There is a general sense of agreement amongst commentators that the real cause of the accident was the increasingly fierce ratings battles between public and private broadcasters. Indeed, before the accident Wetten, dass..? big rival Das Supertalent (the German version of Britain’s Got Talent) was achieving higher ratings. This was the first time ever that Wetten, dass..? had done worse than a show from a private broadcaster.

Green Party media policy expert, Tabea Rößner, appealed for broadcasters ‘not to lose balance in the fight for better ratings’. This prompted ZDF board member and SPD minister-president of the federal state of Rhineland-Palatinate, Kurt Beck, to call for a debate on the issue. He said we must discuss thing like ‘when do we exceed the limits of our responsibilities? How much risk should one take?’

Although the battle over ratings influences the programme policy of public broadcasters it is untrue to say this has made them reckless. As the managing director of the Association of German Stuntmen René Ley explained, ‘ZDF is very responsible when it comes to the risk of accidents’. In fact, the safety standards of Wetten, dass..? are very rigorous.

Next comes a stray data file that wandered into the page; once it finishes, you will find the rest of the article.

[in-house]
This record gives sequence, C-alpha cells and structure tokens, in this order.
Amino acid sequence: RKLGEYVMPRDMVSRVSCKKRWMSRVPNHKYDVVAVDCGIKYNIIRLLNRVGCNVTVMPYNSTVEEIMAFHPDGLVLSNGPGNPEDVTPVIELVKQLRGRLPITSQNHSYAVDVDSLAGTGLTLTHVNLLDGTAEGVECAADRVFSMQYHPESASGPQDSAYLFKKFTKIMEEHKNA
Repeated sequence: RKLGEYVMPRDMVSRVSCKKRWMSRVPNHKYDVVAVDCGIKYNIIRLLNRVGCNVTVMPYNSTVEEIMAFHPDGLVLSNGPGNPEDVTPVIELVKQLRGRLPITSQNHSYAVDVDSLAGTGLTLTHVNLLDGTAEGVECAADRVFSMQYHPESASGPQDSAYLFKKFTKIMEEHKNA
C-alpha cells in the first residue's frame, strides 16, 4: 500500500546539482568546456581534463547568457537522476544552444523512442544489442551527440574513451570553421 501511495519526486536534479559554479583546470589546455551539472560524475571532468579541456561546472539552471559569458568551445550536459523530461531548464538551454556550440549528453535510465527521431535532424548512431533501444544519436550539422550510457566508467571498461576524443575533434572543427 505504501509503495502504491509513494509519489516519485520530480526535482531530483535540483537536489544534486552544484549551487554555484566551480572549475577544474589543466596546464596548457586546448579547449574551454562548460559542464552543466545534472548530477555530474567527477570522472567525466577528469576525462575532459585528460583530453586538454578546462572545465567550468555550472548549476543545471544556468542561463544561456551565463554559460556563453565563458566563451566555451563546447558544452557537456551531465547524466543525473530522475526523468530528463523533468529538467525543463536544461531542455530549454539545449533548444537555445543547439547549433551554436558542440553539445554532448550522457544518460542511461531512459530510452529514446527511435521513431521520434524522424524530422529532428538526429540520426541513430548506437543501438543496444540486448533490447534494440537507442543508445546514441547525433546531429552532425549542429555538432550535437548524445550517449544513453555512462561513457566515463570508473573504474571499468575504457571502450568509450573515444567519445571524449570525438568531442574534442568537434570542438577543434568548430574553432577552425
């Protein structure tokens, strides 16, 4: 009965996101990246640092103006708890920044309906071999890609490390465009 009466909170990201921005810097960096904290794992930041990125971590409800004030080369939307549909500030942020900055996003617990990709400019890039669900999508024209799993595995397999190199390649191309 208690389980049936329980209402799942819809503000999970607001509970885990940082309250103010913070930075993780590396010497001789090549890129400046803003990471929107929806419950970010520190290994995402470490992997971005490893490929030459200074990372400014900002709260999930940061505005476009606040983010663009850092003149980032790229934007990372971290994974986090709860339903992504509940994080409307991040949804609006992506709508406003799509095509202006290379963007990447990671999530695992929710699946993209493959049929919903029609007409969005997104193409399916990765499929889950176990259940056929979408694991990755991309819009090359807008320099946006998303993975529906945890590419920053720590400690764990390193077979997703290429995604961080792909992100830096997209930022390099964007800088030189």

The truth is that a certain level of risk is essential to Wetten, dass ..?. Like a circus needs not just silly clowns but also daring high-wire artists, the success of Wetten, dass..? rests on the spectacular stunts that it stages alongside celebrity interviews and performances. And like the circus, the show usually works with a safety net. Hence, before last week’s show, it has had only one fairly serious accident in 29 years: a BMX bike-riding American broke his leg trying to leap over a house. In comparison to a show like Jackass, where in almost every episode a professional stuntman ends up in hospital, it’s actually not such a bad ratio.